In addition to the monthly advertising bookings provided directly from the agencies' booking systems, SMI says its data is also "by far the most detailed and timely".
"Consequently, for the first time, media companies are able to gain an accurate source of competitive data and unique insights which with to fuel their sales and investment strategies."
SMI's managing director Australia/NZ, Simon Kent led the negotiations with New Zealand's agencies and said they had embraced the SMI model.
"Our New Zealand agency partners knew about SMI and asked us to expand across the Tasman. We applaud them for this foresight and innovation. Everyone involved in the media sector understands the accelerating rate of change and the issues this is creating in the market,'' he says. "And as the sector becomes more data driven, understanding real time demand is critical. But by partnering with SMI the agencies now have a deeper view of the media market to use when investing their clients’ marketing dollars."
UPDATE: Kent says it's been an 18 month-two year process to get the agencies on board.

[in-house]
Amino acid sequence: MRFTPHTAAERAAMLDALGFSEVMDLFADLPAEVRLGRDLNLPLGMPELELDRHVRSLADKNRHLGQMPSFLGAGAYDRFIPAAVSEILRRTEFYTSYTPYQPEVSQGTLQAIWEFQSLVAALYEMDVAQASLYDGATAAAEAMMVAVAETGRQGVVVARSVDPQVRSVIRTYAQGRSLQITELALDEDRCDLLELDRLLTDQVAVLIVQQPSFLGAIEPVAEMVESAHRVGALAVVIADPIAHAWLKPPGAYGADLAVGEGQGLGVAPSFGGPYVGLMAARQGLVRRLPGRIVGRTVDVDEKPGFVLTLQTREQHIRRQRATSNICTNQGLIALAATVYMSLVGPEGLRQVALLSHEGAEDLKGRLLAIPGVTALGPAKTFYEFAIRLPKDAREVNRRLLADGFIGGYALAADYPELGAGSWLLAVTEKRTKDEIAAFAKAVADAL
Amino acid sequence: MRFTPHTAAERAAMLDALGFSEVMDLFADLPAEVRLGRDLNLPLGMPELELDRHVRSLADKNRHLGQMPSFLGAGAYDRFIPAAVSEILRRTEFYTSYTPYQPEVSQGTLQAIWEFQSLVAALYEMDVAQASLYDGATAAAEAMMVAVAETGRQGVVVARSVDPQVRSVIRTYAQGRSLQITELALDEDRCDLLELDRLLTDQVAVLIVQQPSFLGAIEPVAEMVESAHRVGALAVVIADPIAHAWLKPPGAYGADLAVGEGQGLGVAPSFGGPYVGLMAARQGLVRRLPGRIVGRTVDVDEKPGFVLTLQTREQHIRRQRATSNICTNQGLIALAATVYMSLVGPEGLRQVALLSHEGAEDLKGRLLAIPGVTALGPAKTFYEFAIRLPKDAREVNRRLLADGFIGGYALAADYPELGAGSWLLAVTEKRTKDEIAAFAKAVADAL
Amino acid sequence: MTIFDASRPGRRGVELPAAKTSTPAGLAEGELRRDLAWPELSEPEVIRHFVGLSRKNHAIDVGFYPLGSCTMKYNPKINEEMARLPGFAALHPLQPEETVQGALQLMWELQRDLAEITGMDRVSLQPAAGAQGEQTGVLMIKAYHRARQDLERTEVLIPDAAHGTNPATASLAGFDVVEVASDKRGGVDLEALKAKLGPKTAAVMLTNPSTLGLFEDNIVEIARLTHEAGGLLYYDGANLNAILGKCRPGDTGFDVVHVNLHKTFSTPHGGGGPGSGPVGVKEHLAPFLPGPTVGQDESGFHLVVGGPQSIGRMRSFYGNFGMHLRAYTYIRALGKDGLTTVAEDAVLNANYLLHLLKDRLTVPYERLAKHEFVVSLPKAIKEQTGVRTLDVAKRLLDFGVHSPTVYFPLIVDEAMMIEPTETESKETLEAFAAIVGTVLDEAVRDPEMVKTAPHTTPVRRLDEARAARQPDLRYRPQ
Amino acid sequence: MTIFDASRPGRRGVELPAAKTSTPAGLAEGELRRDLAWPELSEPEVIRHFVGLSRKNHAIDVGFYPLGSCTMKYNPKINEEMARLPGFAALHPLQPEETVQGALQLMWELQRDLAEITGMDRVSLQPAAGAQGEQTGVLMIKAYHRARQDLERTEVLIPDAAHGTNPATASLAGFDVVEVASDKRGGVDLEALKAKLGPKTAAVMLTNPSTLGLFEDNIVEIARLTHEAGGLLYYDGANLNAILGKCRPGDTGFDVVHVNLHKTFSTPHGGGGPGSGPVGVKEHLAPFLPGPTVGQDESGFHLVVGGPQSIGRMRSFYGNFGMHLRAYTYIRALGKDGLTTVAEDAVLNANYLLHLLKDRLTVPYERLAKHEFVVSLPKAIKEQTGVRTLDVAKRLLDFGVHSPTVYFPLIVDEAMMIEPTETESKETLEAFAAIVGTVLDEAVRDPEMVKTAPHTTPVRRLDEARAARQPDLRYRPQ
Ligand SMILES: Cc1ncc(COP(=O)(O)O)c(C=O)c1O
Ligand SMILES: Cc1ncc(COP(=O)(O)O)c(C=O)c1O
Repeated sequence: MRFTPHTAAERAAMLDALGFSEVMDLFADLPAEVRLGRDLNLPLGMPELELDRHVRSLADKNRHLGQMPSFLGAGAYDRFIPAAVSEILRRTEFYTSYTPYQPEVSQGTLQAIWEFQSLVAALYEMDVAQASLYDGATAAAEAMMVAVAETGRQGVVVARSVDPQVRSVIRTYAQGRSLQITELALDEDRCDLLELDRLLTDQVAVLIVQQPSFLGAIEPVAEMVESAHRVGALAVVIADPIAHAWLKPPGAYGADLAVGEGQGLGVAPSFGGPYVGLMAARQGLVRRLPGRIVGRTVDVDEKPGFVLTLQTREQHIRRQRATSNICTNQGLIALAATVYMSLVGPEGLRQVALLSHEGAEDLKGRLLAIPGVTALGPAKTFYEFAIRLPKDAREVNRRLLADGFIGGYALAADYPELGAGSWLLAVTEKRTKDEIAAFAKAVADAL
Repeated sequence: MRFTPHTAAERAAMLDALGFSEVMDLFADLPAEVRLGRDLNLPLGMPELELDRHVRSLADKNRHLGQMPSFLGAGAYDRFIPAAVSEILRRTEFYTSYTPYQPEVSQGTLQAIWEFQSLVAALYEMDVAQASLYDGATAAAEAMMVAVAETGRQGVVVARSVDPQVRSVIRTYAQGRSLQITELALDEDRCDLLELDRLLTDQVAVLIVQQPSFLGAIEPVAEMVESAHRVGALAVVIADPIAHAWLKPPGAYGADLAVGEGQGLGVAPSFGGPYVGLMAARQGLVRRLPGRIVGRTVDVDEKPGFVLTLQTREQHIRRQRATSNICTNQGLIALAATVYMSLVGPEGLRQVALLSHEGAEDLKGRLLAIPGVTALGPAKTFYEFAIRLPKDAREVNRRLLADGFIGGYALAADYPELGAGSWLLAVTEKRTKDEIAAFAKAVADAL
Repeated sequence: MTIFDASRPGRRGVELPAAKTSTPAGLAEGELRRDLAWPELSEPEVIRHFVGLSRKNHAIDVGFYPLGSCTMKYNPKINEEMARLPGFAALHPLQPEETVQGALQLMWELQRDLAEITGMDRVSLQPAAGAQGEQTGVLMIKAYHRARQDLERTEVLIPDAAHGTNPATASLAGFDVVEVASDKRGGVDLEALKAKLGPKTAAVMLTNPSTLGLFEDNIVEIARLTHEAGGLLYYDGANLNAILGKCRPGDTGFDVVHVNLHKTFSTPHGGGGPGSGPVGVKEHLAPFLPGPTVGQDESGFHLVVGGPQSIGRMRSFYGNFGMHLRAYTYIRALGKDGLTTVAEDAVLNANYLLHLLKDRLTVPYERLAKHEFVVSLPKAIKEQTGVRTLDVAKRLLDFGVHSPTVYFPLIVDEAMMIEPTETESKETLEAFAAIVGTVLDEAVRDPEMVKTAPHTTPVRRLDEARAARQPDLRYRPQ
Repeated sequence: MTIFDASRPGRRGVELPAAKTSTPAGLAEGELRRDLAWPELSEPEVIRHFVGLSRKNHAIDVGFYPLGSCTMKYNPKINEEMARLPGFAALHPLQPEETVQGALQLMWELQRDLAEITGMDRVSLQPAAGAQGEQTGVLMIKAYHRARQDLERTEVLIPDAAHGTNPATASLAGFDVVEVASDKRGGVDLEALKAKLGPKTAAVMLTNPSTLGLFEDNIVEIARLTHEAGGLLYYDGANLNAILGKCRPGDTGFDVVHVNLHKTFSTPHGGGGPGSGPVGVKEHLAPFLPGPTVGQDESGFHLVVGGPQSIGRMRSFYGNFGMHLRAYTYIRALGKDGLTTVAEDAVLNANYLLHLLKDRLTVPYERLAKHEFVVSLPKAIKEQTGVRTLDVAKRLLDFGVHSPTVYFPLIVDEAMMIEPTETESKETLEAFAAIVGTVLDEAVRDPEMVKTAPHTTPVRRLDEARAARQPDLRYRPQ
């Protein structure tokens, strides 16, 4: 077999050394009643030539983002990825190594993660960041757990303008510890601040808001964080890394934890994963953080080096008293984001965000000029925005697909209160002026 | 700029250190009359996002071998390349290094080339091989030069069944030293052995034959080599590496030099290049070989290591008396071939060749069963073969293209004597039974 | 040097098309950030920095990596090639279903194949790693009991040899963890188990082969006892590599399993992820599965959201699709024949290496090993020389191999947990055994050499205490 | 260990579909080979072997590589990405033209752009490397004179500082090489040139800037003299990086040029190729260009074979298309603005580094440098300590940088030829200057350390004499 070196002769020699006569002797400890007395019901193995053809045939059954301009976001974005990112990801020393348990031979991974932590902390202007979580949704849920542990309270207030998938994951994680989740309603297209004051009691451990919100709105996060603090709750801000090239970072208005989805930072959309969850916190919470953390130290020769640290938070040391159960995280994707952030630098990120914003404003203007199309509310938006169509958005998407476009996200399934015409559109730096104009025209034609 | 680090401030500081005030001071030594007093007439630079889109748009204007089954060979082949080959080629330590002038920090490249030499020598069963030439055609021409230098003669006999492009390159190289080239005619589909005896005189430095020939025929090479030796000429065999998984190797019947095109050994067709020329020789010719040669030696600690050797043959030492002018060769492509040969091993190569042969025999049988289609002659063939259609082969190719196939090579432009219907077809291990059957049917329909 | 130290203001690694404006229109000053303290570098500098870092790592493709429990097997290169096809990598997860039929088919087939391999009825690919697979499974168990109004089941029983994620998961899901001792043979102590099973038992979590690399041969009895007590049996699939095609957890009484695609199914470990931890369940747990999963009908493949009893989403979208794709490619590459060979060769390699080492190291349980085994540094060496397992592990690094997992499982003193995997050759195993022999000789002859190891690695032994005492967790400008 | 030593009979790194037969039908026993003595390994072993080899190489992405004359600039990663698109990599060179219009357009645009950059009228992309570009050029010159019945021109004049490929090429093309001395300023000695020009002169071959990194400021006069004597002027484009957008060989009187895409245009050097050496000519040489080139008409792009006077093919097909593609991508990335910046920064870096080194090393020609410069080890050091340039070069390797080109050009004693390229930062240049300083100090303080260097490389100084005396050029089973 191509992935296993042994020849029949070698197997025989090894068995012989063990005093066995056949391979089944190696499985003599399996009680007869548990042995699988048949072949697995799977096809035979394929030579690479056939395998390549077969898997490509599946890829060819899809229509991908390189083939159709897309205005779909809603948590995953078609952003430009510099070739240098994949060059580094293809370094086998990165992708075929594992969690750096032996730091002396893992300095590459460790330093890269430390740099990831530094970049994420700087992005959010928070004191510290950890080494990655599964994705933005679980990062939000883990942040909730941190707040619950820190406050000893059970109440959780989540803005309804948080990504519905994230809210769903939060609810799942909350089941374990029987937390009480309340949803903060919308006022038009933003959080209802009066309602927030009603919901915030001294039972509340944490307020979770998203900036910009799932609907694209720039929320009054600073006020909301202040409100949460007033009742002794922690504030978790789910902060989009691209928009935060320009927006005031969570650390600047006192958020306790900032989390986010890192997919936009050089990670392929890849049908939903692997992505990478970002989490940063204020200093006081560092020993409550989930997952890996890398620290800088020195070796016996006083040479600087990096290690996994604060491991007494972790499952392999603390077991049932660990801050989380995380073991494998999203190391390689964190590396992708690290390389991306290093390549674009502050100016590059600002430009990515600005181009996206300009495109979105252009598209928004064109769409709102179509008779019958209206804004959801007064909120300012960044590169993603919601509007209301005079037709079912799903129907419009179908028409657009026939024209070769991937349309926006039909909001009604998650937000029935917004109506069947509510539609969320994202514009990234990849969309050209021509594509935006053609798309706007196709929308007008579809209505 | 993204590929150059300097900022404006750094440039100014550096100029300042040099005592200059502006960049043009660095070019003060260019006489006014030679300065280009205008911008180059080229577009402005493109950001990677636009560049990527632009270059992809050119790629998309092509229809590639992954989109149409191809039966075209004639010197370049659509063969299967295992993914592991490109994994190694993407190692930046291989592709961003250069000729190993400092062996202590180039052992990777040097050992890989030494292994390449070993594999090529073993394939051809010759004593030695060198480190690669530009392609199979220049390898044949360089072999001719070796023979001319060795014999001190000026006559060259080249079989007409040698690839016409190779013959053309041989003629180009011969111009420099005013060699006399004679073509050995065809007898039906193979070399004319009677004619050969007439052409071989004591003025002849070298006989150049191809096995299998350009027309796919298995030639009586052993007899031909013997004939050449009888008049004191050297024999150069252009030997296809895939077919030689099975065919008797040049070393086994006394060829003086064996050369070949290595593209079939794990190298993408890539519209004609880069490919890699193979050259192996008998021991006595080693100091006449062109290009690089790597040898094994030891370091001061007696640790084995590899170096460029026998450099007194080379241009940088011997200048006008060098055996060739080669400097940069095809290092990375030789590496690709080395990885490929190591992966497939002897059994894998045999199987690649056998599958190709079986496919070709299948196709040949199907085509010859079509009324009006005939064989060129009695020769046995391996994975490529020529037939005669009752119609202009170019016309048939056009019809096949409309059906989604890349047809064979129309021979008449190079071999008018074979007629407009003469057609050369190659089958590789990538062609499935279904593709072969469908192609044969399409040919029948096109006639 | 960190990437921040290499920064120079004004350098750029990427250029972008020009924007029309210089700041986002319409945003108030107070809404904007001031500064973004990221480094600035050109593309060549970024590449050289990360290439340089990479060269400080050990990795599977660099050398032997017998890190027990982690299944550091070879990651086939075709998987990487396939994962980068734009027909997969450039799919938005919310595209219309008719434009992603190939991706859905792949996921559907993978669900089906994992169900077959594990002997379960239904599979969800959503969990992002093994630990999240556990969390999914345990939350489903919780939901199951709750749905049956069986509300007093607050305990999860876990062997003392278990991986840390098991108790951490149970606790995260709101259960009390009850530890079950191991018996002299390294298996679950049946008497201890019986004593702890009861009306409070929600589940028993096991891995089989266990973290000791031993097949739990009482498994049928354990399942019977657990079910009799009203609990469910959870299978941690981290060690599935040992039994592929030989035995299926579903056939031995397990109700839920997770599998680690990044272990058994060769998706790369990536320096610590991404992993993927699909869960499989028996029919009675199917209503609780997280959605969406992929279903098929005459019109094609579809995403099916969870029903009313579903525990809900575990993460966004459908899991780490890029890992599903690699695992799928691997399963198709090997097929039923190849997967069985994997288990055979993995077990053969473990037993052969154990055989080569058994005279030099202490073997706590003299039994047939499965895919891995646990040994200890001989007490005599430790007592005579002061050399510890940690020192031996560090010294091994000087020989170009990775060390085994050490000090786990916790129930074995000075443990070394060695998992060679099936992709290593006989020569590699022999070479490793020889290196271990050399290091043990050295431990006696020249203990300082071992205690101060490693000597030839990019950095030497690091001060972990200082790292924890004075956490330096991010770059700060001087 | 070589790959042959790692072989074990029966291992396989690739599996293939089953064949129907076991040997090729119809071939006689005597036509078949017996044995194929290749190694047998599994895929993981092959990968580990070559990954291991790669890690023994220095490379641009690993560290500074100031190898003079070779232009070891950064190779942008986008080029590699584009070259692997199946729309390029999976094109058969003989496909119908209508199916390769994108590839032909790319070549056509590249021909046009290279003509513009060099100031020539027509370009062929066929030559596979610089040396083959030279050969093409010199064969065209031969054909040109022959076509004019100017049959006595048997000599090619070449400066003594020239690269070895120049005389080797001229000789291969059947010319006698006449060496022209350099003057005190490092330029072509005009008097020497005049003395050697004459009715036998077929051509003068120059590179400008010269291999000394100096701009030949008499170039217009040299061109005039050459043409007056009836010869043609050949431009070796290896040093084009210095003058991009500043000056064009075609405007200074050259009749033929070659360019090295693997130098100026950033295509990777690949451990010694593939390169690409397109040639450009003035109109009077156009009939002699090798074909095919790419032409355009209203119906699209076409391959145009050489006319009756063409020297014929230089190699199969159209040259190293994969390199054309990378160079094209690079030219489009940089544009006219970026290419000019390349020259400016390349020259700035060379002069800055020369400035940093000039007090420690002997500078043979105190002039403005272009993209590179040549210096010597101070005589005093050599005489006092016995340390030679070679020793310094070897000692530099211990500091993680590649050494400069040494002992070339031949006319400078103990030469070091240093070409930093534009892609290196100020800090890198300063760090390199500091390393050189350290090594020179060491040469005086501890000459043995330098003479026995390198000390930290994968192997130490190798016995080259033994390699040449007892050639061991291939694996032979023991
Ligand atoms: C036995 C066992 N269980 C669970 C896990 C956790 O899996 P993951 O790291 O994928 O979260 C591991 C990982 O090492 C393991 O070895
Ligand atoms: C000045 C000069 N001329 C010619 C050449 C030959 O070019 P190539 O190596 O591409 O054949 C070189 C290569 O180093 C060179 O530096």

He sees SMI and Nielsen as complementary services because Nielsen's estimations based on ad units work alongside the actual spend data provided to SMI by agencies.
He admits it will only be a small proportion of the revenue for some media like radio, magazines and newspapers because it doesn't count direct spend, but it has no plans at this stage to include those figures to create a total picture.
"We focus on getting a smarter pool of fast, accurate data. If we did direct spend, then we just fall into the trap of the others where we're estimating."
One major point of difference with SMI, he says, is that it can specify media owners so it can compare spend between TVNZ and MediaWorks, APN and Fairfax, or Yahoo and Facebook. Individual rates or individual clients aren't shown, however.
To create the view of advertising expenditure across all media, SMI has 'harmonised', or matched, more than 10,800 individual booking codes from the New Zealand agencies against 2,597 master codes (each master code represents an individual New Zealand media asset). And to create the New Zealand category data, SMI has assigned more than 17,500 individual client and product codes to its 30 global advertiser categories.
SMI also delivers to its clients and agency partners its data analytics software, SMI Dataminer, giving them the tool to quickly navigate and find key insights within the large data set.
Kirk says these insights have already led to more informed sales conversations and better strategic decision making in the Australian and other global media markets.
"We are confident there is very strong demand for the same information in New Zealand and look forward to working with the industry to develop this exciting market."